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Ann Surg. 2013 Jan;257(1):150-4. doi: 10.1097/SLA.0b013e3182588abf.

Past history of skin infection and risk of surgical site infection after elective surgery.

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  • 1Department of Anesthesiology/Critical Care Medicine, Johns Hopkins University School of Medicine, Baltimore, MD, USA. nfaraday@jhmi.edu

Abstract

OBJECTIVE:

To identify baseline patient characteristics associated with increased susceptibility to surgical site infection (SSI) after elective surgery.

BACKGROUND:

The Center for Medicare and Medicaid Services considers SSI to be preventable through adherence to current infection control practices; however, the etiology of wound infection is incompletely understood.

METHODS:

Prospective cohort study involving patients undergoing cardiac, vascular, craniotomy, and spinal surgery at 2 academic medical centers in Baltimore, MD. A comprehensive medical history was obtained at baseline, and participants were followed for 6 months using active inpatient and outpatient surveillance for deep SSI and infectious death. Infection control best practices were monitored perioperatively. The relative risk of SSI/infectious death was determined comparing those with versus those without a past medical history of skin infection using Cox proportional hazards models.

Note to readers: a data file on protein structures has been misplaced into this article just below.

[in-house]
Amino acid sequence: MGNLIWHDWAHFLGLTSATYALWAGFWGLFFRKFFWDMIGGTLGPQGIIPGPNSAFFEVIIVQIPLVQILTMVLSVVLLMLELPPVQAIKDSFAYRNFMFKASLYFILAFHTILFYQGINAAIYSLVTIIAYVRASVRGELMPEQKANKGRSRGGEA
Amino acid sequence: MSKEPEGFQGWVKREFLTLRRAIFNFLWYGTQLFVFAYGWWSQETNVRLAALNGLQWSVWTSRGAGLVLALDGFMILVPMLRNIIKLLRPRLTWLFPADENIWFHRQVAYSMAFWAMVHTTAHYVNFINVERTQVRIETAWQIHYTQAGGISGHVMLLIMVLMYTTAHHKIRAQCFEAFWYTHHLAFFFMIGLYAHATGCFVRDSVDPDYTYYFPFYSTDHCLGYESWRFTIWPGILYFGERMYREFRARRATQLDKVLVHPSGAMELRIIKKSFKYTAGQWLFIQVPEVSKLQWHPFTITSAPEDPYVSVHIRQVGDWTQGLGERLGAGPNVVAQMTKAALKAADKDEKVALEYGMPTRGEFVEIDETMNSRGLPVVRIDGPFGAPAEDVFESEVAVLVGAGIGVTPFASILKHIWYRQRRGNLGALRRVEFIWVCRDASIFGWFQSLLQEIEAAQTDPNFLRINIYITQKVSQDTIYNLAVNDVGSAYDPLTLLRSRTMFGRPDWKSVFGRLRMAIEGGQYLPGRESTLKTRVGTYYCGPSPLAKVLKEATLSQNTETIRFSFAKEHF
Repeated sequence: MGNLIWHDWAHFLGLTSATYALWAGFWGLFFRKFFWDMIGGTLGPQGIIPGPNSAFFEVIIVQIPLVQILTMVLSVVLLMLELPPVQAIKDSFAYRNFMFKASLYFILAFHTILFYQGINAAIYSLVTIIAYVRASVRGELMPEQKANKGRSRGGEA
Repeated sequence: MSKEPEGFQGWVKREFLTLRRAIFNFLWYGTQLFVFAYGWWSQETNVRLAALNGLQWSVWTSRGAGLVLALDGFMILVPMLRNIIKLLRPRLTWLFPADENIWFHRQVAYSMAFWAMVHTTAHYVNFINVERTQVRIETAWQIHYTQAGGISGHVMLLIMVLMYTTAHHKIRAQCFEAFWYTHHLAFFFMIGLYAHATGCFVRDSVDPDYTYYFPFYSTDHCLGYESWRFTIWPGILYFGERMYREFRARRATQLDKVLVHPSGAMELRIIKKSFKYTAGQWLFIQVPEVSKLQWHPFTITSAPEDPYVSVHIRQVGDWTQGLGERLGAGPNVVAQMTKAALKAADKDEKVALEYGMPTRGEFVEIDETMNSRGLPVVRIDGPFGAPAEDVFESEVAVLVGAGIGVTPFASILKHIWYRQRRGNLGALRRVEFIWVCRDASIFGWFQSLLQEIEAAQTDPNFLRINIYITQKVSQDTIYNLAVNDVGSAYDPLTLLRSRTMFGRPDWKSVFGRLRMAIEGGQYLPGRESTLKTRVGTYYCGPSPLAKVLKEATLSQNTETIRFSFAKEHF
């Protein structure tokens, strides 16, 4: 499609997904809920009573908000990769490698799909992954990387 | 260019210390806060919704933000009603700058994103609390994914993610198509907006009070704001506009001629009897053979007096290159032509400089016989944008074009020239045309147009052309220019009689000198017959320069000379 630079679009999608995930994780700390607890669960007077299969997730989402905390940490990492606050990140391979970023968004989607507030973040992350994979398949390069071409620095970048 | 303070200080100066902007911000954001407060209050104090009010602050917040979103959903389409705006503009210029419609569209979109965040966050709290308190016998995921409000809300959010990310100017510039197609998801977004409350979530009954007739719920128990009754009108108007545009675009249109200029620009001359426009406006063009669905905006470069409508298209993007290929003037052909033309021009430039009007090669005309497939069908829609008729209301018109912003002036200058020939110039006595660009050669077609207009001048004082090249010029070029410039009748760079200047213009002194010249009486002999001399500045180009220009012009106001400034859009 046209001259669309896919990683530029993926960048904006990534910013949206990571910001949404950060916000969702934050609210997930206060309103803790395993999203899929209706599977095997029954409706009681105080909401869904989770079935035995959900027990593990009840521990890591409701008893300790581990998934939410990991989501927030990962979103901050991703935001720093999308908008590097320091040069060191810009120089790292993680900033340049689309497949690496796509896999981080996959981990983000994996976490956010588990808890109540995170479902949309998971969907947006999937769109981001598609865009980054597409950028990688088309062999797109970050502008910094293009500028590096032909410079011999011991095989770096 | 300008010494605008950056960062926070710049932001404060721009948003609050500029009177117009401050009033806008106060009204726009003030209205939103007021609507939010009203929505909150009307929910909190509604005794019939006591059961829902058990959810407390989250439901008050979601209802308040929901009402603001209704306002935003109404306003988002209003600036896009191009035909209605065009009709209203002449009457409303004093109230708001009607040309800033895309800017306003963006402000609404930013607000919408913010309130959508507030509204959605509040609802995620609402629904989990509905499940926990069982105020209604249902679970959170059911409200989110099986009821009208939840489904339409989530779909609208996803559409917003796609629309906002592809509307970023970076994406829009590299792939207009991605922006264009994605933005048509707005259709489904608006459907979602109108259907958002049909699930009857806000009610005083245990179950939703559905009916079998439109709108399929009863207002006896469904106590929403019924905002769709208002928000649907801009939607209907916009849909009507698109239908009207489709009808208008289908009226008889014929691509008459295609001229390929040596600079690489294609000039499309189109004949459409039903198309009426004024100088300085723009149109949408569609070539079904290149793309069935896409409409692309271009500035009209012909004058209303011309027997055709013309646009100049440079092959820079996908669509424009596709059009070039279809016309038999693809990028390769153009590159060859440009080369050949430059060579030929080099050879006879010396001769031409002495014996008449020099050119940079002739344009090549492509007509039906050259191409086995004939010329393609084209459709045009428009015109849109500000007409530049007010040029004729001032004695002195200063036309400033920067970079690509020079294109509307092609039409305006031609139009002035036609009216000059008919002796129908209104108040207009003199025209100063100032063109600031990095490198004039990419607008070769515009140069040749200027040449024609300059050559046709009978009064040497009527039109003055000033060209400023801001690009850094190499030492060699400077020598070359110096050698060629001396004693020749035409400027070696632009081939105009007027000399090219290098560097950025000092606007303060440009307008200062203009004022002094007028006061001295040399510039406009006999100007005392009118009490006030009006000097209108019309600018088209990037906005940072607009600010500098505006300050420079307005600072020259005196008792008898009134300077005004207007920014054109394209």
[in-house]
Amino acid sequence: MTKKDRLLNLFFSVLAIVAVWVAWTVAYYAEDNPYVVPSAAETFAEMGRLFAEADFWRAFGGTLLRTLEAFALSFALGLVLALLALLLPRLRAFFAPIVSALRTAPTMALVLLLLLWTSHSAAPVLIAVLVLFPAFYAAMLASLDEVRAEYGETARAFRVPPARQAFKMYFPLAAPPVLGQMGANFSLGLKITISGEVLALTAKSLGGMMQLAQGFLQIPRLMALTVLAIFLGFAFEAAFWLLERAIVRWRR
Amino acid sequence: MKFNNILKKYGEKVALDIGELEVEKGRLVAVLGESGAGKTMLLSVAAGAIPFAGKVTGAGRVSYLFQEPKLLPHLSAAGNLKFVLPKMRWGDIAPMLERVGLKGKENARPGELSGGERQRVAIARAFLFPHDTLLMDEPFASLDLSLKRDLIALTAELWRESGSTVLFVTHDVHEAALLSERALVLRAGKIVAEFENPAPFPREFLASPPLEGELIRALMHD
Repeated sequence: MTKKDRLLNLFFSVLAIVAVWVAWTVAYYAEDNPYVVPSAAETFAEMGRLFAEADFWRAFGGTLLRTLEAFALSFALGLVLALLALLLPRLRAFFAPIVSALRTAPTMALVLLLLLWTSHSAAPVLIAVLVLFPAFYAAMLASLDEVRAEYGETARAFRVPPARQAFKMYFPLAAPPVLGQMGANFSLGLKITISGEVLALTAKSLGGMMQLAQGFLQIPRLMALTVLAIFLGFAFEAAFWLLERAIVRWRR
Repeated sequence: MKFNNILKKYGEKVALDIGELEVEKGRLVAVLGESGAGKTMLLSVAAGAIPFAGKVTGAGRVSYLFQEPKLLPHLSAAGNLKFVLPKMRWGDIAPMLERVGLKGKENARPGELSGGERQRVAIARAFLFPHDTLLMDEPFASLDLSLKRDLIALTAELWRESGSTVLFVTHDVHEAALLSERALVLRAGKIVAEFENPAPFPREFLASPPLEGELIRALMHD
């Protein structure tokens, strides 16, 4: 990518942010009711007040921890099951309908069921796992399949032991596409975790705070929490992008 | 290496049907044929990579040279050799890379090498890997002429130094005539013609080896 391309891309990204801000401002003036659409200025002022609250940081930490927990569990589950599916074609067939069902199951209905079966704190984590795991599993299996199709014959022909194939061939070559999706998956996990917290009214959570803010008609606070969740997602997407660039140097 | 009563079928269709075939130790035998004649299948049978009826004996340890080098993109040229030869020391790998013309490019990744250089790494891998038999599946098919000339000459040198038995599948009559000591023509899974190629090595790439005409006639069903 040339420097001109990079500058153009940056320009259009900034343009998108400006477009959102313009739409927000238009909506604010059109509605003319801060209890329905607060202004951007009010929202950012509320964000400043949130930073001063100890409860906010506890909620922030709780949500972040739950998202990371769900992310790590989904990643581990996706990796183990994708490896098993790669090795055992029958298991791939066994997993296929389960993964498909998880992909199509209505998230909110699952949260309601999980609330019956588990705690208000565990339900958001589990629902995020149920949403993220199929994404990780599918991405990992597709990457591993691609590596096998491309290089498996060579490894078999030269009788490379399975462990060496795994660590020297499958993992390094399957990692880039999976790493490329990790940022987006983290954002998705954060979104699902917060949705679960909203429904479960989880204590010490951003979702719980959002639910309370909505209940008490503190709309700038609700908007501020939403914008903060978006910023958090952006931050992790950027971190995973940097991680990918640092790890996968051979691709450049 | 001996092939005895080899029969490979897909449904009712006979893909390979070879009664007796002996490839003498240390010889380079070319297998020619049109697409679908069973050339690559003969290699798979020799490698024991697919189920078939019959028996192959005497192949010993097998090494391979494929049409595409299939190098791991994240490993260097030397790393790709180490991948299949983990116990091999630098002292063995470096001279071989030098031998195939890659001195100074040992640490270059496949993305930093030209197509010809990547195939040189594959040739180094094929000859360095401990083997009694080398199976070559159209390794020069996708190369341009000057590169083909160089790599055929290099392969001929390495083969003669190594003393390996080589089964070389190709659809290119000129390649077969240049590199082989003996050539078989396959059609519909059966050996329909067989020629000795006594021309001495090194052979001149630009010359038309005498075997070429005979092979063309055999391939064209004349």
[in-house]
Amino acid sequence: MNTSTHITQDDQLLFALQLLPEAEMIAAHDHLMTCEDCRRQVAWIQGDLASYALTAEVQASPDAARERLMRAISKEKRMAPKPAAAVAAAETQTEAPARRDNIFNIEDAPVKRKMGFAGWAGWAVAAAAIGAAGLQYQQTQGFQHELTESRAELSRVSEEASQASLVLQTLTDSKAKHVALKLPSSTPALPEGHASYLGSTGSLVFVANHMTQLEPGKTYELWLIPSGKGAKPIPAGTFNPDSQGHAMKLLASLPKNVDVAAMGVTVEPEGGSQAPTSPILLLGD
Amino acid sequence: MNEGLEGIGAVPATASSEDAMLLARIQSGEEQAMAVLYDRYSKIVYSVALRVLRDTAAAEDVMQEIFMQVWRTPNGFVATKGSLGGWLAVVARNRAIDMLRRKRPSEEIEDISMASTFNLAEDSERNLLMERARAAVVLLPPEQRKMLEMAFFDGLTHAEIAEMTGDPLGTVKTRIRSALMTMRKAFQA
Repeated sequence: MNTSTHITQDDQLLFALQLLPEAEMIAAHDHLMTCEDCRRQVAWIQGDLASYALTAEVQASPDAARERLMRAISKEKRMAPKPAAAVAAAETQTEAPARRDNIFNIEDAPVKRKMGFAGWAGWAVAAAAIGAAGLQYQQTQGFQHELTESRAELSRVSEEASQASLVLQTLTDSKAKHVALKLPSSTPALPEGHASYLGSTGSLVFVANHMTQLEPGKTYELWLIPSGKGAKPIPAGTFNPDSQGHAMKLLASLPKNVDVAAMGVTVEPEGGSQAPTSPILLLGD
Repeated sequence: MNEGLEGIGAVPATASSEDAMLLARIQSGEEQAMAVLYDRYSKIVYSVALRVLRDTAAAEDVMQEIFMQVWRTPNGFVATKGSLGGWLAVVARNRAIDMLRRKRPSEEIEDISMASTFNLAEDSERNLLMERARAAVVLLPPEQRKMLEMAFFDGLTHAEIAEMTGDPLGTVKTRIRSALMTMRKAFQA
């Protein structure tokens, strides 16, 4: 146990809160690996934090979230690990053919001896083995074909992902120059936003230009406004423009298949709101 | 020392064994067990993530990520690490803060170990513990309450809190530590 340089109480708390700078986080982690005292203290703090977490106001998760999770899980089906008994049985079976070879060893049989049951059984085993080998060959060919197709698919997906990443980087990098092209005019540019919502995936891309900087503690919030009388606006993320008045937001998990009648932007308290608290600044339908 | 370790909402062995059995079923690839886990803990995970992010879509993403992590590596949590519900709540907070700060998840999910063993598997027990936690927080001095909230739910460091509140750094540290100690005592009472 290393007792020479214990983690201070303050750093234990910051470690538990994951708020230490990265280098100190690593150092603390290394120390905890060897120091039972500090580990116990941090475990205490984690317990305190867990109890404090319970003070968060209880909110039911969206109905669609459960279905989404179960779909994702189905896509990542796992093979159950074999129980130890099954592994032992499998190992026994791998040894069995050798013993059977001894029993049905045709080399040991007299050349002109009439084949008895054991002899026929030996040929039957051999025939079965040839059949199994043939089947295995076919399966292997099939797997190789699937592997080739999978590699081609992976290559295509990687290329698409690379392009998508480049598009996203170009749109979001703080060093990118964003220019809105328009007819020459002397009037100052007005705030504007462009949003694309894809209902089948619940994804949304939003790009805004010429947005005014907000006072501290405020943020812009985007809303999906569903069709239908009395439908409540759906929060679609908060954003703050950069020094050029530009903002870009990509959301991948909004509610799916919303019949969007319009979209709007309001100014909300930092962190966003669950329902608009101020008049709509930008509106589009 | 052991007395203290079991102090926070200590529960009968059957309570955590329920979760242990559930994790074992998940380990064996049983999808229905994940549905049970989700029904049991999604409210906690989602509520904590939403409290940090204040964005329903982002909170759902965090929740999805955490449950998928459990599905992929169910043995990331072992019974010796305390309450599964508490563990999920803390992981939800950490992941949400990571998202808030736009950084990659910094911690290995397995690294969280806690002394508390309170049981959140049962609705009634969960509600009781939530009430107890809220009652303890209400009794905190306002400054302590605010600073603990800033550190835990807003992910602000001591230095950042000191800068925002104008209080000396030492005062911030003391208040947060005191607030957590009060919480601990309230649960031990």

RESULTS:

Of 613 patients (mean [SD] = 62.3 [11.5] years; 42.1% women), 22.0% reported a history of skin infection. The cumulative incidence of deep SSI/infectious death was 6.7% versus 3.1% for those with and without a history of skin infection, respectively (unadjusted hazard ratio (HR) = 2.25; 95% confidence interval (95% CI), 0.98-5.14; P = 0.055). Risk estimates increased after adjustments for demographic and socioeconomic variables (HR = 2.82; 95% CI, 1.18-6.74; P = 0.019) and after propensity score adjustment for all potential confounders (HR = 3.41; 95% CI, 1.36-8.59; P = 0.009). Adjustments for intraoperative infection risk factors and adherence to infection control best practice metrics had no impact on risk estimates.

CONCLUSIONS:

A history of skin infection identified a state of enhanced susceptibility to SSI at baseline that is independent of traditional SSI risk factors and adherence to current infection control practices.

Comment in

PMID:
22634899
[PubMed - indexed for MEDLINE]
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